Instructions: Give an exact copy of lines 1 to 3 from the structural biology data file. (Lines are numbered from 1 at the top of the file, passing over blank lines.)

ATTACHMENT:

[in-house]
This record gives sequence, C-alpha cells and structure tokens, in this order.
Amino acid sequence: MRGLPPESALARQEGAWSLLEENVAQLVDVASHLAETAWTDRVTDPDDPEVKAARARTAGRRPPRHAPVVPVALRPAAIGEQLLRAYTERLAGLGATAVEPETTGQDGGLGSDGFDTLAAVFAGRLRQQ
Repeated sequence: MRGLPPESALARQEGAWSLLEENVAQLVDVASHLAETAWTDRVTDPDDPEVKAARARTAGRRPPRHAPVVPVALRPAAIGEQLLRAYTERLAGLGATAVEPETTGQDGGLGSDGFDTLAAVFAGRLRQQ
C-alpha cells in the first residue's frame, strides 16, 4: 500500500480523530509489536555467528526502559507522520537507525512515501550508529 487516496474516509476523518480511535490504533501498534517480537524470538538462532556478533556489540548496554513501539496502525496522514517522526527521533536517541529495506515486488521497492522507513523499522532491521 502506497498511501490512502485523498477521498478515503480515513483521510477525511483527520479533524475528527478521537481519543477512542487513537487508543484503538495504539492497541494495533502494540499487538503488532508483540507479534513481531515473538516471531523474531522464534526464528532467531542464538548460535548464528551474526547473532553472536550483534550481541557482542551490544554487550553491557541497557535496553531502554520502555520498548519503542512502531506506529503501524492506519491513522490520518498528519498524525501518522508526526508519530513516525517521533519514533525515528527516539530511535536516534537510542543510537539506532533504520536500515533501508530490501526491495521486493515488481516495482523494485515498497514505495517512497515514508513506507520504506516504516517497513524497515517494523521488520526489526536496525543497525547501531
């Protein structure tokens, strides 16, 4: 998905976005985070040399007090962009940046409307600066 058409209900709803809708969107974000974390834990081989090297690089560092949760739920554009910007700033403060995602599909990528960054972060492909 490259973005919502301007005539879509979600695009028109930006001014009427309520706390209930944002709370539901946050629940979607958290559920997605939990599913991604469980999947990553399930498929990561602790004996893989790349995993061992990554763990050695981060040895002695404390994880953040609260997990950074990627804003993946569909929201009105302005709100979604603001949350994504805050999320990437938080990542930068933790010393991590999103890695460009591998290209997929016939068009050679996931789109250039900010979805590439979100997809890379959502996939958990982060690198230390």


[in-house]
This record gives sequence, C-alpha cells and structure tokens, in this order.
Amino acid sequence: MRGLPPESALARQEGAWSLLEENVAQLVDVASHLAETAWTDRVTDPDDPEVKAARARTAGRRPPRHAPVVPVALRPAAIGEQLLRAYTERLAGLGATAVEPETTGQDGGLGSDGFDTLAAVFAGRLRQQ